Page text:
Political obsession in the Bahamas

Bahamians’ craving for political news is echoed in The Tribune’s focus on political reporting.

By Tiffany Grant

Tribune anyone! A large number of newspapers in the Bahamas are sold on the streets by newspaper vendors or in stores.  Lillian Dean, pictured above, may be one of the newspaper vendors selling you a newspaper if you are ever in Nassau, Bahamas. (Photo/Tiffany Grant)
Tribune anyone! Many newspapers in the Bahamas are sold on the streets by newspaper vendors or in stores. Lillian Dean is a Nassau newspaper vendor. (Photo: Tiffany Grant)

By Tiffany Grant

Drivers dressed in red or yellow repeatedly strike their horns to excite supporters. Speakers blare slogan songs, “PLP, what ya say? (So said, so done)” and “Vote them out,” from the back of flat bed trucks. The motorcade rolls pass streetlight poles with campaign posters. One man leans his head out a car window and shouts to the crowd on the street, “Ain’t long now!”

This is what elections look like in the Bahamas, where people take their politics very seriously.

“Here in the Bahamas our only rock stars, super stars are our politicians,” said Paul Turnquest, Tribune reporter.

The Bahamian obsession with politics is evident from the large number of people that attend political rallies, to the high percentage of voter turnout. This obsession is also reflected in the political coverage by the Tribune, one of the country’s daily newspapers.  The Tribune’s local news coverage spans from party politics, to government policy stories to socializing with Miss Universe.

Branville McCartney, minister of state for immigration and Free National Movement member of Parliament, was asked when he picks up a Tribune newspaper what type of news stories does he normally see?

“Sometimes I see my photo, [and] I say oh God,” McCartney said. He then bursts into laughter.

McCartney, directing his attention back to the question, said, from a political point of view, you would normally see what is topical, what’s going on, especially if the House of Assembly is in session. You would normally see the arguments put forward by the governing party and the opposition.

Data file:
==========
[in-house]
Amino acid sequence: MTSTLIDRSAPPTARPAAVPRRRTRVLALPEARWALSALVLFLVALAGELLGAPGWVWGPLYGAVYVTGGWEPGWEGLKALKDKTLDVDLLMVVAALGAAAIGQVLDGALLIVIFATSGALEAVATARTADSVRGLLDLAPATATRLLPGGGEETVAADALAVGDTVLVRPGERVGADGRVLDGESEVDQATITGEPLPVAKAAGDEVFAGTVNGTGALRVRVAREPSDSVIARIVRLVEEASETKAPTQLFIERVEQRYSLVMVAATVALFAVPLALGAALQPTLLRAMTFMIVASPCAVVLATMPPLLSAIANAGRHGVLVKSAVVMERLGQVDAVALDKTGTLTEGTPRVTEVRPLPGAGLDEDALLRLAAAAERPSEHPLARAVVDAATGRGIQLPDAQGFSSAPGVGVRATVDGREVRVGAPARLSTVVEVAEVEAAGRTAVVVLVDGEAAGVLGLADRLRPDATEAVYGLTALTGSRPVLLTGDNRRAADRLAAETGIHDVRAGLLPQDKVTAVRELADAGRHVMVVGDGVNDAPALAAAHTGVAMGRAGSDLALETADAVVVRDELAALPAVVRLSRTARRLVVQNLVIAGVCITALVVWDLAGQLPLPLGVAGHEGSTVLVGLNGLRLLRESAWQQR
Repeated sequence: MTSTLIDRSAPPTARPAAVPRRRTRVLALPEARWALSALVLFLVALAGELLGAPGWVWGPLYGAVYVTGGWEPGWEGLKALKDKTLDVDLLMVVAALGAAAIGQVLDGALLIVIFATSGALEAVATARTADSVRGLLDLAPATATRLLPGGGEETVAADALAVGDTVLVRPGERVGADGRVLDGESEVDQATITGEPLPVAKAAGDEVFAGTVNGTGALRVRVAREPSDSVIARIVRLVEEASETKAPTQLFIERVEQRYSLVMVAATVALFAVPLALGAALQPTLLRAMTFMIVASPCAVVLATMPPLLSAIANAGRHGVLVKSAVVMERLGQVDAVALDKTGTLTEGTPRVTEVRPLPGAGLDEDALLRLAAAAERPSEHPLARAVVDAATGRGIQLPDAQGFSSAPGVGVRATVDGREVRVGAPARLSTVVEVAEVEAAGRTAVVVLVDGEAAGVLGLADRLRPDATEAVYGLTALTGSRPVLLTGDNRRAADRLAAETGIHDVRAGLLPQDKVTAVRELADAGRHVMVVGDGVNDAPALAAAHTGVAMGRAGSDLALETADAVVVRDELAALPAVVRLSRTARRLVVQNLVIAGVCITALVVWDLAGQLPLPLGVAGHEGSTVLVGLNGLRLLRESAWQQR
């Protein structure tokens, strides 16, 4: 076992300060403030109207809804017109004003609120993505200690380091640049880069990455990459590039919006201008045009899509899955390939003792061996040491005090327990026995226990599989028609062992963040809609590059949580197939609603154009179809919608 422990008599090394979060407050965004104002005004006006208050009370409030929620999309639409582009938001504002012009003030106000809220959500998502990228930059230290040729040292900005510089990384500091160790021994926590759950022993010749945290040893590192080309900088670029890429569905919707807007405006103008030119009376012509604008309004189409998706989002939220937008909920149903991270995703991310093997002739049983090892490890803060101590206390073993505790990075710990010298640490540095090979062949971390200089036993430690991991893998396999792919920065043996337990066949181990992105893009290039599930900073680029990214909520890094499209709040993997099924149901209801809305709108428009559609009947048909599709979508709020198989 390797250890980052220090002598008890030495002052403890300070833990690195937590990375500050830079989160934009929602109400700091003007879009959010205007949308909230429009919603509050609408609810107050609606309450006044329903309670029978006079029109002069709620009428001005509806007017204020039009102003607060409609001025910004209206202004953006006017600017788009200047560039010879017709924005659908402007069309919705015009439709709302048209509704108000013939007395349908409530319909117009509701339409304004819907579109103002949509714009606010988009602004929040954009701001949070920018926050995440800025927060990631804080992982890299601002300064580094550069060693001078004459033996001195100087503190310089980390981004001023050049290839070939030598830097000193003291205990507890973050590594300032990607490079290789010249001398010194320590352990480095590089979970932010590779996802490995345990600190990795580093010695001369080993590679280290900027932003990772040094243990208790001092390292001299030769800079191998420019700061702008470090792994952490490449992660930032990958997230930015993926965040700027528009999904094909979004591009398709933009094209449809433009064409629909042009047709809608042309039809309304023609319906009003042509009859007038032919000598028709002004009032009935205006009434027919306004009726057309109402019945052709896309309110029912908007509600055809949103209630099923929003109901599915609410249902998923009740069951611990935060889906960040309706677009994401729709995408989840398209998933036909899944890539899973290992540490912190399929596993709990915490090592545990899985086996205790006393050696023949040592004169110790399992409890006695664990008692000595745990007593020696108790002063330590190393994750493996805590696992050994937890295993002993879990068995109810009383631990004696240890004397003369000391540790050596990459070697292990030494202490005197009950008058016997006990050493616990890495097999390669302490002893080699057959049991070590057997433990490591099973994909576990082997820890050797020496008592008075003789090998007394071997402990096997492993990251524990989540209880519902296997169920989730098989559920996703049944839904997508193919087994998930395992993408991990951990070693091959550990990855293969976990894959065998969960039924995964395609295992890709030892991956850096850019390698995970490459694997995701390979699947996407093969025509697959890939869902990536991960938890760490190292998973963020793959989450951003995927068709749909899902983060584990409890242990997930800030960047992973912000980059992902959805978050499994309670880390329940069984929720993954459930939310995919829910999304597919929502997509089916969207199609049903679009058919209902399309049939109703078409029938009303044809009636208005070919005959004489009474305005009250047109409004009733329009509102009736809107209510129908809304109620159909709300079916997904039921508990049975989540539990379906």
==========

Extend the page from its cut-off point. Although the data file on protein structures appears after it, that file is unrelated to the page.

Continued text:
“I think the Tribune would cover as much as possible regarding politics and regarding governance. It makes good news, and the Bahamian people like politics, they talk politics all the time,” he said.

Even children rally for candidates

Eva Pratt, a Bahamian political party’s team captain, has political stickers on her jeans and holds pom poms in her hands as she and volunteers go from door to door handing out flyers and getting feedback from the public.

At one of the homes, even a child was geared up to vote when he is old enough.

Pratt said the boy, who was about six years old, told them, “When I can vote, I ain’t ga vote for grammy party, I ga vote for you’ll party, me and my mommy. “

They gave him party paraphernalia, however his grandmother told him, “Now you can put that in your room, but you ain’t putting that in the front room for nobody to see,” recalled Pratt.

Arthur Foulkes, a former Bahamian politician and currently director general of the government’s news agency, said, “We are one of the most politicized people in the world.”

“We are keenly interested, and that’s a good, that’s a healthy thing,” he said, pointing out that in the Bahamas, election turnout is routinely 80 percent. In the 2007 Bahamas general election, 92.1 percent of registered persons voted, reported the Parliamentary Registration Department.

In the Bahamas, the two major political parties are the Free National Movement (FNM) and the Progressive Liberal Party (PLP). When someone says,”PLP all the way,” there is no doubt who they are voting for. On the other hand, when someone shouts out, “Fire! Fire!”  they are referring to the FNM’s torch, and not something burning.

“Politics is tightly and intricately woven into our psyche and our experience,” said Foulkes.

“We know our politicians better than the average person in a bigger country. We have small constituencies and people know their MP,” added Foulkes.

McCartney noted that the FNM is half way its administration and “people are still talking politics.”

Defending public’s right to know

Newspapers and live radio talk shows play a crucial role in the Bahamian obsession with politics. Political parties have a website to disseminate information, but the people of the Bahamas depend on the local media as an independent source for political news.

The Tribune is one of the Bahamas’ newspapers.  Its motto is “Being bound to swear to the dogmas of no master,” which is boldly painted on a wall in the newsroom for people to see.

Paco Nunez, news editor of the Tribune, said his aim is to “defend the public’s right to know.”

Nunez explained that most politicians spend a lot of their time trying to hide information about what they do, where monies are going and how certain situations are handled.